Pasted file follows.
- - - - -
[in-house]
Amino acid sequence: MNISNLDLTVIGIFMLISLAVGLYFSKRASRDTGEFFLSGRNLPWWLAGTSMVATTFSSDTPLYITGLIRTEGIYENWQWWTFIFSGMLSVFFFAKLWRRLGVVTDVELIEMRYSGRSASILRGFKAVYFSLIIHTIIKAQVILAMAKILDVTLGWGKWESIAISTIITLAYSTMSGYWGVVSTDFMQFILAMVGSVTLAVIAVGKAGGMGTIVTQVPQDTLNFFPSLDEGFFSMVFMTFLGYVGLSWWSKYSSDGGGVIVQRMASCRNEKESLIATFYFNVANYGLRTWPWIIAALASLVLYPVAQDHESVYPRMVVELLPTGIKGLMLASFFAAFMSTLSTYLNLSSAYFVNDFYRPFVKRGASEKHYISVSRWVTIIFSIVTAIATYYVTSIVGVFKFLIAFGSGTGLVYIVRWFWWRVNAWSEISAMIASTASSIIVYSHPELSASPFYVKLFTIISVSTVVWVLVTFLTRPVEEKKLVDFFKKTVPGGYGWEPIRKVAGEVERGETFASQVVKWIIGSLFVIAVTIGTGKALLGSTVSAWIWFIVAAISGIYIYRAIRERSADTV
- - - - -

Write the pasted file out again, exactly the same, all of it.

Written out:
[in-house]
Amino acid sequence: MNISNLDLTVIGIFMLISLAVGLYFSKRASRDTGEFFLSGRNLPWWLAGTSMVATTFSSDTPLYITGLIRTEGIYENWQWWTFIFSGMLSVFFFAKLWRRLGVVTDVELIEMRYSGRSASILRGFKAVYFSLIIHTIIKAQVILAMAKILDVTLGWGKWESIAISTIITLAYSTMSGYWGVVSTDFMQFILAMVGSVTLAVIAVGKAGGMGTIVTQVPQDTLNFFPSLDEGFFSMVFMTFLGYVGLSWWSKYSSDGGGVIVQRMASCRNEKESLIATFYFNVANYGLRTWPWIIAALASLVLYPVAQDHESVYPRMVVELLPTGIKGLMLASFFAAFMSTLSTYLNLSSAYFVNDFYRPFVKRGASEKHYISVSRWVTIIFSIVTAIATYYVTSIVGVFKFLIAFGSGTGLVYIVRWFWWRVNAWSEISAMIASTASSIIVYSHPELSASPFYVKLFTIISVSTVVWVLVTFLTRPVEEKKLVDFFKKTVPGGYGWEPIRKVAGEVERGETFASQVVKWIIGSLFVIAVTIGTGKALLGSTVSAWIWFIVAAISGIYIYRAIRERSADTV